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Sahatsadecha The Colorful Demon Guardian

Situated inside the walls of the Grand Palace in Bangkok is the Temple of the Emerald Buddha, which is in fact a royal chapel and not a temple as there's no living quarters for the monks. The chapel is home to some of the most intricate and beautiful Thai architecture. Every way you look it's immediately clear just how much painstaking effort must have been taking to decorate, well, everything. Lots of sparkles and bold Buddhist colors.

Upon landing in Suvarnabhumi Airport (Bangkok), you might notice some giant demon like guardians. It's sort of a hint of what's to come inside Thailand itself for as you go to different temples, you might also see similar guardians. I'm not so well versed in Buddhism to understand or recognize the differences, but they are beautiful and imposing figures.

Sahatsadecha is the guardian pictured here. A generally benevolent Yaksha, or nature-spirit that acts as a caretaker. In Thailand, Yakshas are commonly guardians of gates in Buddhist temples throughout the country since at least the 14th century.
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Wat Arun

Traffic in Bangkok, like pretty much every other major Asian city, is horrendous. Taking the SkyTrain/MRT mass transit options can be pretty quick and convenient. Sometimes though, an express boat is what you really need, and they're cheap too! On the way to the Grand Palace, we paid at the manned ticket booth and received our tickets as well as apparently complimentary juice boxes. Not sure if the juice boxes are a regular thing or just some random promotion. On the way back however, it seemed that the system relied on manual fare collection, which is, let's just say, never perfect.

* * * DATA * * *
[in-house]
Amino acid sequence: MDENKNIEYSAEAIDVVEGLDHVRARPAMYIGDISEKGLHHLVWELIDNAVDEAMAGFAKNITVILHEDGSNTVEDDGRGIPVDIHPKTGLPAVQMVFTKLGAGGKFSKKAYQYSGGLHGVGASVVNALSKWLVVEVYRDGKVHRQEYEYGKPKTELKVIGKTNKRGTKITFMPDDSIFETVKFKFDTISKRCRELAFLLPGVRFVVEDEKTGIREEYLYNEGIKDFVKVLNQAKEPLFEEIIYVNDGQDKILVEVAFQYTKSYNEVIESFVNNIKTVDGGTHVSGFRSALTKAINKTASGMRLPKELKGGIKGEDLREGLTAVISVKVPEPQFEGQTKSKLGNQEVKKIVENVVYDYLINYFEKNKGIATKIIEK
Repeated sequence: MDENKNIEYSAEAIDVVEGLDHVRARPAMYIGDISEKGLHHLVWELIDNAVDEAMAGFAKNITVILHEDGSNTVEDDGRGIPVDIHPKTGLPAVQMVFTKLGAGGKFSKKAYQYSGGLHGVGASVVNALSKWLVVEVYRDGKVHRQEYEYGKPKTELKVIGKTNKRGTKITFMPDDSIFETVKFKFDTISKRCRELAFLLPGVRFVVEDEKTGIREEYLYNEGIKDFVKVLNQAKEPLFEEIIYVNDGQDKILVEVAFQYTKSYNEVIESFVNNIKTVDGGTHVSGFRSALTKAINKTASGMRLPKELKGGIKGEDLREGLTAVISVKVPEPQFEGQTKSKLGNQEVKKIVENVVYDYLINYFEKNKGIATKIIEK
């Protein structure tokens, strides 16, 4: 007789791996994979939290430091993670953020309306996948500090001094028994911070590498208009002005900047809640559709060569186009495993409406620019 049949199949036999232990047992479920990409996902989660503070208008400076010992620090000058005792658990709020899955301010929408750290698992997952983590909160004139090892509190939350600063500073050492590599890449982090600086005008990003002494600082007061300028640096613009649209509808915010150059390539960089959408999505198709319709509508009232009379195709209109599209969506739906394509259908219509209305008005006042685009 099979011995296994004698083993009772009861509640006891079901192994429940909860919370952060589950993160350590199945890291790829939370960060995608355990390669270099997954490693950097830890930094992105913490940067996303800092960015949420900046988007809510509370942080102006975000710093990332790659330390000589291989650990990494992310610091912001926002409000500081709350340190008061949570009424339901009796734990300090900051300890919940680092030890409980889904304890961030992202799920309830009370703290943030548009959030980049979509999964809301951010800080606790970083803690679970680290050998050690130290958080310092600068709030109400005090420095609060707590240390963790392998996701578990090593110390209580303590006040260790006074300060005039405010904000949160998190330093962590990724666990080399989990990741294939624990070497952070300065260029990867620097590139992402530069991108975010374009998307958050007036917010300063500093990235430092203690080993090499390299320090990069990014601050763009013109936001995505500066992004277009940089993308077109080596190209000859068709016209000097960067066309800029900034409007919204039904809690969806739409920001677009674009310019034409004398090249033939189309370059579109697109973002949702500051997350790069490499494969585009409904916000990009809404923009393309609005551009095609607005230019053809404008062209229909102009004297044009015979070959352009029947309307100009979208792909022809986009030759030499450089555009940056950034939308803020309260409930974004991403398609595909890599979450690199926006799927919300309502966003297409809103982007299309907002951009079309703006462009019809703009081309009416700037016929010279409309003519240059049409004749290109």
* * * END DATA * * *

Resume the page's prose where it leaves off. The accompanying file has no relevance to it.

On the west bank of the Chao Phraya River, somewhat opposite of the Grand Palace, is the Temple of Dawn. Also known as Wat Arun or by a super long Thai name with lots of repeating letters I have no hope of pronouncing correctly. The central tower is known as a prang in Khmer architecture, and stands over 200 feet tall. The level of ornate detail and decoration that has gone into not only Wat Arun but the other significant temples in the area is superbly impressive.
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In The Ancient Style

Sure, it might not have the greatest acting or dialogue, but I enjoyed watching Jean-Claude Van Damme in Kickboxer. One of the best parts of the movie is when there is a fight, "in the ancient style" where the fighters coat their hands in shards of glass. I usually like to immerse myself in some tv documentaries and movies about the country I'm visiting prior to getting there, but in this case rewatching Kickboxer was more of a guilty pleasure.

I asked my friend to go with me to see a real Muay Thai fight while we were in Bangkok, not fully knowing what to expect. I thought it'd be fun to go for an hour or so and would then get bored and move on. Once you get inside the stadium though, and there's a crowd of people cheering for their favorite fighter (whom they may have money riding on), you pretty easily get into it. Not all the fights were amazing, but the title match was definitely entertaining, if not a little bloody. Money well spent in my book!
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Life Is A Blur

Headed to Lumpinee Stadium to catch my first Muay Thai fight, the lights of Bangkok seemed to blur out. It was like a bokeh special. While Bangkok has its share of seedy neon lighting, it also has a number of cultural treasures. My two and a half days there were a bit of blur as I took in all that I could in a short period of time.

It's hard to really experience a country or a culture in such a short time, but you at least get a small sense for it. My trips always seem to be split between trying to explore and connect with a country, and then squeezing in some city/country I am less interested in. I don't think that will change anytime soon, so long as I get to explore cool and interesting places.